George Floyd

George Floyd

The recent tragedies — Ahmaud Arbery, Breonna Taylor, George Floyd, Christian Cooper — have been devastating and consuming. So, what can we do next? How do we strive to be more conscious and try to combat racism? I’m not an expert in any way, but I’d love to talk together about five first steps we can take….

1. Making the goal to become anti-racist.

In the words of Angela Davis, “it is not enough to be not racist, you must actively be anti-racist.” We have to actively recognize privilege and confront racism, as well as learn and listen as much as we can. It’s not enough to just be neutral and live your life; we have to actually do the work.

One of the first steps is to realize that even people with the best intentions can be racist in some ways. We all have unconscious biases — views we’ve absorbed from society and may not even realize we hold — and we need to recognize these before we can start to dismantle them. “It’s not: either you’re racist or you’re not. It’s to what degree are you prejudiced, against whom, and why?” says Padma Lakshmi. “To be socially conscious, we must unlearn toxic attitudes and behavior that have been passed down to us over generations in our communities or even in our families. We all need to question our biases, educate ourselves and commit to bettering ourselves.”

“The beauty of anti-racism is that you don’t have to pretend to be free of racism to be an antiracist,” says writer Ijeoma Oluo. “Anti-racism is the commitment to fight racism wherever you find it, including in yourself. And it’s the only way forward.”

2. Reading books.

As a white person, I’ve been trying to educate myself. Books that have helped so far are So You Want to Talk About Race and Between the World and Me. Next up: How to Be an Anti-Racist. Do you have others you’ve found helpful? (I like this illustrated list, as well.)

3. Listening, watching and learning.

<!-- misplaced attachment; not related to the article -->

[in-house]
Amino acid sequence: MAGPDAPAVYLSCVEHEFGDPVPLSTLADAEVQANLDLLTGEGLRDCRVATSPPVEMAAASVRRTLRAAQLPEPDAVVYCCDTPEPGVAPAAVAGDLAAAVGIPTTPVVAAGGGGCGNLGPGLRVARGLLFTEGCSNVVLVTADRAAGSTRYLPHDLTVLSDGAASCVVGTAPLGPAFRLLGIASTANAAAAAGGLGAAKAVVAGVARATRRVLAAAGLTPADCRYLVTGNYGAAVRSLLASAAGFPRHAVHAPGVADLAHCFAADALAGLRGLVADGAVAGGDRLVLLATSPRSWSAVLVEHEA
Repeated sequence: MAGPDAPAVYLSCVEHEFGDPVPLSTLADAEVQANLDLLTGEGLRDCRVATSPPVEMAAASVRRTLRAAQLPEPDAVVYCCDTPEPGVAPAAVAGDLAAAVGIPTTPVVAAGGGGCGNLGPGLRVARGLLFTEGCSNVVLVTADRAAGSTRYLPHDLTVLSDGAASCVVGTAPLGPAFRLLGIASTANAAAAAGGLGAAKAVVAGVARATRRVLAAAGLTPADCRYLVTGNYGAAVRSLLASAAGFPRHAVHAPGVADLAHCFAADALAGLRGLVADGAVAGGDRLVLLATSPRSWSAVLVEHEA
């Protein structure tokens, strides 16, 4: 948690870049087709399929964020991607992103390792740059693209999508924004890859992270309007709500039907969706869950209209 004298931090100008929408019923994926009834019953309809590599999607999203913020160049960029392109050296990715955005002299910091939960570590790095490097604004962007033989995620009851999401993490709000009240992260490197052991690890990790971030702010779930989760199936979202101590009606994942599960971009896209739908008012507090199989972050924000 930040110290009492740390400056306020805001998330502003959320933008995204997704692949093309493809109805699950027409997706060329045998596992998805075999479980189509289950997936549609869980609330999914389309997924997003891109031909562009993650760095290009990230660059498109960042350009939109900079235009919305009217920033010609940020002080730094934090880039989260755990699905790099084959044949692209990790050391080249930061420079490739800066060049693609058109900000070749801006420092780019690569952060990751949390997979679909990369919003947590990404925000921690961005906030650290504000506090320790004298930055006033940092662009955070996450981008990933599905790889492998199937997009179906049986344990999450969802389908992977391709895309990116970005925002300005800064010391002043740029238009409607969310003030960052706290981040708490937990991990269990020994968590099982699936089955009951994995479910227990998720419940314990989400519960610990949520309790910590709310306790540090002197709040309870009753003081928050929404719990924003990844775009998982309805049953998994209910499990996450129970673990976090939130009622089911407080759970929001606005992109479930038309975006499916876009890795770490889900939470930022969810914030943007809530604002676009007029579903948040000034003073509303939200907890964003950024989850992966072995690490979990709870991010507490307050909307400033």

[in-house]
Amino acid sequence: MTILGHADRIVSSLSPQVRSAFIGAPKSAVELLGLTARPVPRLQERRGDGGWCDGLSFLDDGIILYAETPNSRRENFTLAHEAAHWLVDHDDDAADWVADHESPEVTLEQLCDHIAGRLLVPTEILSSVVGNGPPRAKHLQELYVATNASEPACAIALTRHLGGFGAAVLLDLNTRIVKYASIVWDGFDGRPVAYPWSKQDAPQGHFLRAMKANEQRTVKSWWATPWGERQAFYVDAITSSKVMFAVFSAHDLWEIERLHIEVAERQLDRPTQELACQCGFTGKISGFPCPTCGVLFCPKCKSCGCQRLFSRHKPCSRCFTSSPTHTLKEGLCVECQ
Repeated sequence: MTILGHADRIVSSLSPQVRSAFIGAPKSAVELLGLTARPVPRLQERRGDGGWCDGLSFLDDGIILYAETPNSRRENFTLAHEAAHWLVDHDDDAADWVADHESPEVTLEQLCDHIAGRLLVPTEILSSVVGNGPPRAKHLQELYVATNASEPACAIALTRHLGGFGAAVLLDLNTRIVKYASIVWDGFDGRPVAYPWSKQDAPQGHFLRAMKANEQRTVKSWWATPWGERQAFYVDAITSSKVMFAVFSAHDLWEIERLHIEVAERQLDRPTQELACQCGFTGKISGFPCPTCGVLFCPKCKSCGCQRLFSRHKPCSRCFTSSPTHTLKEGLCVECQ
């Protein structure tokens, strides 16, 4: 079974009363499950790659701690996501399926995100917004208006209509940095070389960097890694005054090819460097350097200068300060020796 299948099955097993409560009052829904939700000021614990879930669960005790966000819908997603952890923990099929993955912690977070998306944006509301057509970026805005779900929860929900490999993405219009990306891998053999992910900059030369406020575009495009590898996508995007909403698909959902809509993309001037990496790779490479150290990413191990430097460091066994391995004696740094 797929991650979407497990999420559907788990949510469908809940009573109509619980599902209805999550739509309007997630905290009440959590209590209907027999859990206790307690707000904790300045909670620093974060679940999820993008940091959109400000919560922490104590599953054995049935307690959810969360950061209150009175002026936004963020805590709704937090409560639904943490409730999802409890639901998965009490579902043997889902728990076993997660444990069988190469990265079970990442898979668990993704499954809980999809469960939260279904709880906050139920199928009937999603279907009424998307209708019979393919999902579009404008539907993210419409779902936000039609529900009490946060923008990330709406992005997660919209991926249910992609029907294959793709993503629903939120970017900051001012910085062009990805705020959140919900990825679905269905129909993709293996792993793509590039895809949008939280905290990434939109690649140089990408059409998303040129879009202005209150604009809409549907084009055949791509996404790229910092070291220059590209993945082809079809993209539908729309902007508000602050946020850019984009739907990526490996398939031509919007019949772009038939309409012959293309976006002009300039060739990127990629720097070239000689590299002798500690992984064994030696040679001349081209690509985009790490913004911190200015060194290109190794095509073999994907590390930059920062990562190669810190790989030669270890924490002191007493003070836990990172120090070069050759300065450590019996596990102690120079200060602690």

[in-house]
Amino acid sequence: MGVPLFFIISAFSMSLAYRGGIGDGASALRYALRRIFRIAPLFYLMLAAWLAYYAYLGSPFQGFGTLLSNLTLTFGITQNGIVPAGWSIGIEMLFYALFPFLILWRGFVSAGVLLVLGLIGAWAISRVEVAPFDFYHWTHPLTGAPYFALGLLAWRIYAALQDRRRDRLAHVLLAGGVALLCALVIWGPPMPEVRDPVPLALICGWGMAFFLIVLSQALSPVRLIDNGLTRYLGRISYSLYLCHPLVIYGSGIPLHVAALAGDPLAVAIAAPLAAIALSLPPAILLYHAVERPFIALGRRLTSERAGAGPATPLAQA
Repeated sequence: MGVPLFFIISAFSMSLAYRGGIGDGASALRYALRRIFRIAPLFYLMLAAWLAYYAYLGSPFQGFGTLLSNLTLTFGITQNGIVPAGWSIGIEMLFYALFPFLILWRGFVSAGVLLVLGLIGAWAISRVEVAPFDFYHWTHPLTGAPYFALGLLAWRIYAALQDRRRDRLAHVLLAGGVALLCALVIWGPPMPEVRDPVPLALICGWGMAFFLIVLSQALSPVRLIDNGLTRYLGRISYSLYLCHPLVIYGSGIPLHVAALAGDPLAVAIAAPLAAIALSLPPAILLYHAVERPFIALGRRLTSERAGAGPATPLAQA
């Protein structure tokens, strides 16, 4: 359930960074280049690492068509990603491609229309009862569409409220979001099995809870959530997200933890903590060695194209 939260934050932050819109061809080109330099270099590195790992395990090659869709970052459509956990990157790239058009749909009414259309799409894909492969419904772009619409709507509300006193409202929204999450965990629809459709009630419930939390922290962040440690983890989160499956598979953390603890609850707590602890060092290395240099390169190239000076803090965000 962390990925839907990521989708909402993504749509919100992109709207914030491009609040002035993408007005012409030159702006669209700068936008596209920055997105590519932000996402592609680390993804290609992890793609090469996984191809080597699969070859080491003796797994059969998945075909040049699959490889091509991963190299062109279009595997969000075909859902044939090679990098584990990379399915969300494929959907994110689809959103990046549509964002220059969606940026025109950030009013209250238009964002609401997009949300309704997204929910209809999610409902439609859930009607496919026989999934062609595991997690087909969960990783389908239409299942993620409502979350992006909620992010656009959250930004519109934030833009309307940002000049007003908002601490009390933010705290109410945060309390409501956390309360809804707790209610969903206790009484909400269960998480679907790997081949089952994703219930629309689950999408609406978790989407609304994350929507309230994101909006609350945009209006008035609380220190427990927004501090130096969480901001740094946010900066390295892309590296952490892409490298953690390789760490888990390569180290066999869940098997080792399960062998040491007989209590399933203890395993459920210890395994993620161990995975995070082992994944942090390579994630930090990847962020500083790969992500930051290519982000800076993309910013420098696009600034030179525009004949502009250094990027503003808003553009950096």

Aside from books, I’ve been grateful to learn from the people behind the Instagram accounts Conscious Kid and Rachel Elizabeth Cargle. I also found the This American Life podcast episode Three Miles really eye-opening, as well as the HBO documentary Student Athlete. Next up: 13th on Netflix. I’m simply trying to read/watch/listen as much as I can, in as many ways as I can, because, as they say, you don’t know what you don’t know.

4. Recognizing systemic (or institutional) racism.

Lastly, it’s important to keep front of mind: this is bigger than individual racism — there’s, of course, major systemic racism. It’s not just about people making offensive jokes, there’s an entire system in place that keeps people of color out of power and from accruing wealth — for example, redlining, the school to prison pipeline, housing discrimination, the wealth gap, healthcare discrimination, mass incarceration, police brutality, and much more. I’m looking forward to watching this series to keep learning.

5. Donating.

To help support organizations doing good work, many people have asked where to donate. Here are some great places: NAACP, Black Mamas Matter, Equal Justice Initiative and Thurgood Marshall College Fund. Please leave other recommendations in the comments, if you have them.

Please let me know what you’re reading, doing, thinking… I’d love to know. Thank you so much for talking about this with me. xo

P.S. Raising race conscious children and 18 children’s books with character of color.

(Photo by Christine T. Nguyen/Minnesota Public Radio.)